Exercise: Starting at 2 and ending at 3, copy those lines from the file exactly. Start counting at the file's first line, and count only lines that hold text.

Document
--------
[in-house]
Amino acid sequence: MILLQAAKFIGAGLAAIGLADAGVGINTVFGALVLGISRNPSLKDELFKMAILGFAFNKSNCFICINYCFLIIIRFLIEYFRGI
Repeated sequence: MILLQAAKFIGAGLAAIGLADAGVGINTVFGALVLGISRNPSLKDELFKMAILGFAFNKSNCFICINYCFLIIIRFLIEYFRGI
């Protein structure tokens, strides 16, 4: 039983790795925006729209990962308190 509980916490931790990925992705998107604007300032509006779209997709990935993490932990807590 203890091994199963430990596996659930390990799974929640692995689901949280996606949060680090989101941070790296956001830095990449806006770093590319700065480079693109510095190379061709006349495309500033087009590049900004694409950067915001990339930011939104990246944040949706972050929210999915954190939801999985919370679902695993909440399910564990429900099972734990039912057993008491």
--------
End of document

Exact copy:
Amino acid sequence: MILLQAAKFIGAGLAAIGLADAGVGINTVFGALVLGISRNPSLKDELFKMAILGFAFNKSNCFICINYCFLIIIRFLIEYFRGI
Repeated sequence: MILLQAAKFIGAGLAAIGLADAGVGINTVFGALVLGISRNPSLKDELFKMAILGFAFNKSNCFICINYCFLIIIRFLIEYFRGI